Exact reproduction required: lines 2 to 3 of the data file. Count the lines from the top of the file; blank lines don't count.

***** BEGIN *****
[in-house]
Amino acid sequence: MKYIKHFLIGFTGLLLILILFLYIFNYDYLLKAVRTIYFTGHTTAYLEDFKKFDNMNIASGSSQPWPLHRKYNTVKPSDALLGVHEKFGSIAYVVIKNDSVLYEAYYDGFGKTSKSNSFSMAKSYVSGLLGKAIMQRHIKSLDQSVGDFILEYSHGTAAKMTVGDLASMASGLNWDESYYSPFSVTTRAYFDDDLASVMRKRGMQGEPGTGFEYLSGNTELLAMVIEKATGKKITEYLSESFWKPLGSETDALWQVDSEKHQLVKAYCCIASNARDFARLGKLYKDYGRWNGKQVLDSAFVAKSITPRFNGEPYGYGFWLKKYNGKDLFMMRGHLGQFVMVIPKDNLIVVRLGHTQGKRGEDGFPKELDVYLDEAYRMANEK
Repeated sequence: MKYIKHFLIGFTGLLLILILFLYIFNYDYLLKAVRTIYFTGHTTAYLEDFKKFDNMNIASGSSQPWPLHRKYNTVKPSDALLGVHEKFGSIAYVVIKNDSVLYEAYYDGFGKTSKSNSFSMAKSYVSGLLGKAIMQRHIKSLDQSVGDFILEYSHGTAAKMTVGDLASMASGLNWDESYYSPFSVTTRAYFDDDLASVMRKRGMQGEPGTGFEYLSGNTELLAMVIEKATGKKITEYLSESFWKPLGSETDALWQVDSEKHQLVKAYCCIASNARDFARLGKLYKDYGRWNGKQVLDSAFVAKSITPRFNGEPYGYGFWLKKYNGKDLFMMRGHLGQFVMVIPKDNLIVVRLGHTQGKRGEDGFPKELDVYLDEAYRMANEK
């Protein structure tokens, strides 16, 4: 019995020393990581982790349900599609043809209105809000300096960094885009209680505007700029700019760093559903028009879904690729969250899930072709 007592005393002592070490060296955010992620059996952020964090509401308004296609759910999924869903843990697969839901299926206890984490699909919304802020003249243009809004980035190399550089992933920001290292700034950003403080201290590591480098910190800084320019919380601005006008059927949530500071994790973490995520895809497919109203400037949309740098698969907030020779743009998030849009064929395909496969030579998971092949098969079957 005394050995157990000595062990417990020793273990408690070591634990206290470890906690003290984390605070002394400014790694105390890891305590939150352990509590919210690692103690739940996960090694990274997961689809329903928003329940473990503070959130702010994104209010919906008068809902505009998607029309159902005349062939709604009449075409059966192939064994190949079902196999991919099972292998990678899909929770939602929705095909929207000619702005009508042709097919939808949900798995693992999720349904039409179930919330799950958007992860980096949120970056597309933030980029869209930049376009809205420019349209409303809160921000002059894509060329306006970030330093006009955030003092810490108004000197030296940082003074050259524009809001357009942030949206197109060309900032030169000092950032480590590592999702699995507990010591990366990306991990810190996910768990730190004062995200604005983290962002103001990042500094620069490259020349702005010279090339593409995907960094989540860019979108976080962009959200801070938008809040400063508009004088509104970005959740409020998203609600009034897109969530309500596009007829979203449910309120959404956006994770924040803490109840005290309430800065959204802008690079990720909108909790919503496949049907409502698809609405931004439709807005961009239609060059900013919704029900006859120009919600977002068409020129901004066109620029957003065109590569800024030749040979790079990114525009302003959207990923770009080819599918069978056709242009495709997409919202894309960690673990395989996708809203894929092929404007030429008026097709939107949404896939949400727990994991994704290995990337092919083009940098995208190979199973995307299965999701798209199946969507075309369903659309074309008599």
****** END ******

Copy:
Amino acid sequence: MKYIKHFLIGFTGLLLILILFLYIFNYDYLLKAVRTIYFTGHTTAYLEDFKKFDNMNIASGSSQPWPLHRKYNTVKPSDALLGVHEKFGSIAYVVIKNDSVLYEAYYDGFGKTSKSNSFSMAKSYVSGLLGKAIMQRHIKSLDQSVGDFILEYSHGTAAKMTVGDLASMASGLNWDESYYSPFSVTTRAYFDDDLASVMRKRGMQGEPGTGFEYLSGNTELLAMVIEKATGKKITEYLSESFWKPLGSETDALWQVDSEKHQLVKAYCCIASNARDFARLGKLYKDYGRWNGKQVLDSAFVAKSITPRFNGEPYGYGFWLKKYNGKDLFMMRGHLGQFVMVIPKDNLIVVRLGHTQGKRGEDGFPKELDVYLDEAYRMANEK
Repeated sequence: MKYIKHFLIGFTGLLLILILFLYIFNYDYLLKAVRTIYFTGHTTAYLEDFKKFDNMNIASGSSQPWPLHRKYNTVKPSDALLGVHEKFGSIAYVVIKNDSVLYEAYYDGFGKTSKSNSFSMAKSYVSGLLGKAIMQRHIKSLDQSVGDFILEYSHGTAAKMTVGDLASMASGLNWDESYYSPFSVTTRAYFDDDLASVMRKRGMQGEPGTGFEYLSGNTELLAMVIEKATGKKITEYLSESFWKPLGSETDALWQVDSEKHQLVKAYCCIASNARDFARLGKLYKDYGRWNGKQVLDSAFVAKSITPRFNGEPYGYGFWLKKYNGKDLFMMRGHLGQFVMVIPKDNLIVVRLGHTQGKRGEDGFPKELDVYLDEAYRMANEK